Vargas, Royals stymie Rangers to complete sweep
By Andy McCullough
By Andy McCullough
KANSAS CITY, Mo. -- The bat helicoptered over the visitors' dugout and crashed into the fans seated a few rows back from the action. The pitch that ejected the lumber of Texas Rangers catcher Tomas Telis was a 79-mph change-up down the heart of the plate. The culprit who caused the flying wood was Jason Vargas, who exhibited a pinpoint level of control in completing a sweep with a 4-1 victory on Wednesday.
Vargas baffled the Rangers for 6.2 scoreless innings. He struck out five and walked none. He scattered six hits -- only two occurred in the same inning. That was the seventh. After a softly struck single to left by second baseman Luis Sardinas, manager Ned Yost cracked open his bullpen.
The Royals (77-61) required their finest pitching to finish this homestand with a flourish. They won five times, lost four and suspended one game with Cleveland. The Indians trounced the Detroit Tigers 7-0 earlier Wednesday night at Progressive Field, so the Royals extended their advantage in the American League Central to a game and a half.
Kansas City has a date set with Detroit next week at Comerica Park. But first, they must play three games at Yankee Stadium over the week. The tension should only heighten as September continues.
To close out the week, the offense held yet another exhibition in minimalism. Alex Gordon belted his fourth homer of this 10-game stint at home. Salvador Perez and Billy Butler traded doubles in the seventh to add some breathing room.
A fresh face tacked on another run. Terrance Gore, the 23-year-old pinch-running dynamo, replaced Butler at second base. He jetted to third with two outs, then sprinted home after a wayward throw by Telis. Gore captured his first career stolen base and run all in one sequence.
In the wee hours of the morning on July 9, Vargas (11-7, 3.14 ERA) felt excruciating pain in his stomach. He was later rushed to the hospital for an appendectomy. The operation cost him a month of action. When he landed on the operating table, his ERA was 3.31, and he had exceeded the expectations of Yost.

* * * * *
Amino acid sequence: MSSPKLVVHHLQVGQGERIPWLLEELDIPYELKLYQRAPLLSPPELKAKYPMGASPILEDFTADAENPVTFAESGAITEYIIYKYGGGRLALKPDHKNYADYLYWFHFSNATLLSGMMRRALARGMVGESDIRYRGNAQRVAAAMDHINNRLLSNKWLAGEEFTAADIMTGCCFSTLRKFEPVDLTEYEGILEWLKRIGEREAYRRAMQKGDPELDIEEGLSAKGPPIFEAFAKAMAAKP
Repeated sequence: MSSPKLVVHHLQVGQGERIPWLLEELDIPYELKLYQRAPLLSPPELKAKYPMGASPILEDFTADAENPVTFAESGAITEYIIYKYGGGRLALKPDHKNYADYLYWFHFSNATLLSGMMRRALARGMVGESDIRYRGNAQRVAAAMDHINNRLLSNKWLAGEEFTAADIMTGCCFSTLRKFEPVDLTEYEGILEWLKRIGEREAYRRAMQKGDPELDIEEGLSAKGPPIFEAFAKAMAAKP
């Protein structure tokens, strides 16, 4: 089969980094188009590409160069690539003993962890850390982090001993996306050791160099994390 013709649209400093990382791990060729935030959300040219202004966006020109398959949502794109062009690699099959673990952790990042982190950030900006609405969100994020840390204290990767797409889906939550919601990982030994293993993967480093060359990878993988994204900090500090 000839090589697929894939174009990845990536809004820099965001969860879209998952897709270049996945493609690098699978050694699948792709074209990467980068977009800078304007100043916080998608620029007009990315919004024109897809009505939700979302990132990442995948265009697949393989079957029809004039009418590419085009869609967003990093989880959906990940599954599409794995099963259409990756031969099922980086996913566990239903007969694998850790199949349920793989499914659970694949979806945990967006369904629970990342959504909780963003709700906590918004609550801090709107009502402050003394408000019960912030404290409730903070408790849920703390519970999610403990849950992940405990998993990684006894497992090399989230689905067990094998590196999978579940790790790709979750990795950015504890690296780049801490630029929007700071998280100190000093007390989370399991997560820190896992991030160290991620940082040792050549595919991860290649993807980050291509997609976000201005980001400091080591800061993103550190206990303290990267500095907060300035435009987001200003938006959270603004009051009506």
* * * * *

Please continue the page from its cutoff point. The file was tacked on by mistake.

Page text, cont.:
In his seven starts since returning, Vargas has outperformed that already impressive pace. He has posted a 2.66 ERA across those 44 innings.
In the afternoon, Yost found himself in a familiar position: Debating the merits of playing designated hitter Billy Butler. The Royals spent more than $1.8 million when they acquired Josh Willingham from Minnesota. After missing a few days off with a sore intercostal muscle, Willingham retained a spot on the bench. Yost is committed to using Butler.
Butler hit .185 in the first eight games of this stay at Kauffman Stadium. He stumbled through three unproductive at-bats the day before. Yost admitted he may need to yank at-bats from Butler if his performance continued to wane.
"Billy's got the ability to get hot and carry us for a while," Yost said. "He can do some things offensively. So we really, really need him. But we're running out of time. We've got to score some runs."
That process has become painful. The Royals managed only one hit, a two-out double by Alcides Escobar, in the first three innings against Blue Springs High graduate Nick Tepesch.
The fourth frame proved more fruitful. Omar Infante opened with a single. Up came Gordon. Tepesch tested Gordon with a series of fastballs away. Down in the count, 3-1, he was forced to throw a strike. Gordon crushed the 90-mph fastball and lifted the pitch over the center-field wall. The estimated distance was 409 feet.
The long ball afforded Vargas two runs of cushion. He had looked cool under duress all evening. He gave up a one-out double in the third and a leadoff double in the fourth. Both times, the runner could not advance past second.
The sixth inning was more of a challenge. Elvis Andrus stung a thigh-high curveball over Gordon's head to start the inning. In order to escape, Vargas would have to get past Alex Rios and Adrian Beltre, the two best hitters in this decimated Rangers lineup, right-handers who could do damage against the southpaw.
Vargas spotted changes and fastballs away to Rios. The fourth pitch was a changeup that Rios popped to shallow center field. Vargas repeated this tack against Beltre. After Beltre fouled back an 88-mph fastball, Vargas fooled him with a changeup well off the plate. He racked up his fourth strikeout of the night.
For Vargas, the biggest challenge after the double turned out to be unheralded rookie Ryan Rua. Exposed on defense the night before, Rua attempted to redeem himself in this spot. He was unsuccessful, but he did wage a 10-pitch skirmish with Vargas. At last he flied out to center field. Lorenzo Cain snagged the ball on the run.